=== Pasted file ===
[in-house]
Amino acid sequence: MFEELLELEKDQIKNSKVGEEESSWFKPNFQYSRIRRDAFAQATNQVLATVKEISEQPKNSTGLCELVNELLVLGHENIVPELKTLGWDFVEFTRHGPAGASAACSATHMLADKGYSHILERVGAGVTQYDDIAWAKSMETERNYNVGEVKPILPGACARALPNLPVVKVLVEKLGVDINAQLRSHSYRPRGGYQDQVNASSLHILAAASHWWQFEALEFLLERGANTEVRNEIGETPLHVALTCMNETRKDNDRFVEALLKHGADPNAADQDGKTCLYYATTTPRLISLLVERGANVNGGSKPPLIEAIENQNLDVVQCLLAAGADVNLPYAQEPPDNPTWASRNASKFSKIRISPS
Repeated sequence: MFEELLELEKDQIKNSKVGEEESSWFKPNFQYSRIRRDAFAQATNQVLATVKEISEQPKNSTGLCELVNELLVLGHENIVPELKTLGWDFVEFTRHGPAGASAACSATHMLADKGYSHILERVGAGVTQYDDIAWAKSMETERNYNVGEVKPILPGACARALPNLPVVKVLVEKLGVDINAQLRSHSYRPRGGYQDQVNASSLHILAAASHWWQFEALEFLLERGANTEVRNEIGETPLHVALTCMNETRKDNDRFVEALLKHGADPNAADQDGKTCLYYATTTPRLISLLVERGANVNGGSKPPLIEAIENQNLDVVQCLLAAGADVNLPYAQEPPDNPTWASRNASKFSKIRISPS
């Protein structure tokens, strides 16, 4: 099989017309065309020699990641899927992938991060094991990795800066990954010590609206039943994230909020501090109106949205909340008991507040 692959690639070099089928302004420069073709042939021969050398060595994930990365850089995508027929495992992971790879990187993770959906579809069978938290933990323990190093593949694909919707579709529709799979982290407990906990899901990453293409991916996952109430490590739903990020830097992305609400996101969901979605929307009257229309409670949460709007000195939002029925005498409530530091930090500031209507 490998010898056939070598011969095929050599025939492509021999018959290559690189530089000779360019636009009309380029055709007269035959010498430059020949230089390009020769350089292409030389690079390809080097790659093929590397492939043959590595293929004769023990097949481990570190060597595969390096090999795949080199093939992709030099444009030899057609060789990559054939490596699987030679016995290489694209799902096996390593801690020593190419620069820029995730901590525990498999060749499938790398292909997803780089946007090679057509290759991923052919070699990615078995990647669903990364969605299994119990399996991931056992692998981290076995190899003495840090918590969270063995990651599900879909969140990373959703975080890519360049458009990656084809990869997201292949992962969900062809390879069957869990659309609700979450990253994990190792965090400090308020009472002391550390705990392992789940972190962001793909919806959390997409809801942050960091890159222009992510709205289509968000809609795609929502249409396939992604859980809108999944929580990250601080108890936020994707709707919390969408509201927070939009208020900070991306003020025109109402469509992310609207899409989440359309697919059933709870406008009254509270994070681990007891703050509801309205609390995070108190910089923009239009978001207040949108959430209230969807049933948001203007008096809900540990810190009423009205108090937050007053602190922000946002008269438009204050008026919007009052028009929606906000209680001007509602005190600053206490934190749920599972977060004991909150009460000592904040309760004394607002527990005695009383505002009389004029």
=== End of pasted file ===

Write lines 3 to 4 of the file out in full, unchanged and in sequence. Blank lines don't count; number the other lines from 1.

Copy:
Repeated sequence: MFEELLELEKDQIKNSKVGEEESSWFKPNFQYSRIRRDAFAQATNQVLATVKEISEQPKNSTGLCELVNELLVLGHENIVPELKTLGWDFVEFTRHGPAGASAACSATHMLADKGYSHILERVGAGVTQYDDIAWAKSMETERNYNVGEVKPILPGACARALPNLPVVKVLVEKLGVDINAQLRSHSYRPRGGYQDQVNASSLHILAAASHWWQFEALEFLLERGANTEVRNEIGETPLHVALTCMNETRKDNDRFVEALLKHGADPNAADQDGKTCLYYATTTPRLISLLVERGANVNGGSKPPLIEAIENQNLDVVQCLLAAGADVNLPYAQEPPDNPTWASRNASKFSKIRISPS
């Protein structure tokens, strides 16, 4: 099989017309065309020699990641899927992938991060094991990795800066990954010590609206039943994230909020501090109106949205909340008991507040 692959690639070099089928302004420069073709042939021969050398060595994930990365850089995508027929495992992971790879990187993770959906579809069978938290933990323990190093593949694909919707579709529709799979982290407990906990899901990453293409991916996952109430490590739903990020830097992305609400996101969901979605929307009257229309409670949460709007000195939002029925005498409530530091930090500031209507 490998010898056939070598011969095929050599025939492509021999018959290559690189530089000779360019636009009309380029055709007269035959010498430059020949230089390009020769350089292409030389690079390809080097790659093929590397492939043959590595293929004769023990097949481990570190060597595969390096090999795949080199093939992709030099444009030899057609060789990559054939490596699987030679016995290489694209799902096996390593801690020593190419620069820029995730901590525990498999060749499938790398292909997803780089946007090679057509290759991923052919070699990615078995990647669903990364969605299994119990399996991931056992692998981290076995190899003495840090918590969270063995990651599900879909969140990373959703975080890519360049458009990656084809990869997201292949992962969900062809390879069957869990659309609700979450990253994990190792965090400090308020009472002391550390705990392992789940972190962001793909919806959390997409809801942050960091890159222009992510709205289509968000809609795609929502249409396939992604859980809108999944929580990250601080108890936020994707709707919390969408509201927070939009208020900070991306003020025109109402469509992310609207899409989440359309697919059933709870406008009254509270994070681990007891703050509801309205609390995070108190910089923009239009978001207040949108959430209230969807049933948001203007008096809900540990810190009423009205108090937050007053602190922000946002008269438009204050008026919007009052028009929606906000209680001007509602005190600053206490934190749920599972977060004991909150009460000592904040309760004394607002527990005695009383505002009389004029």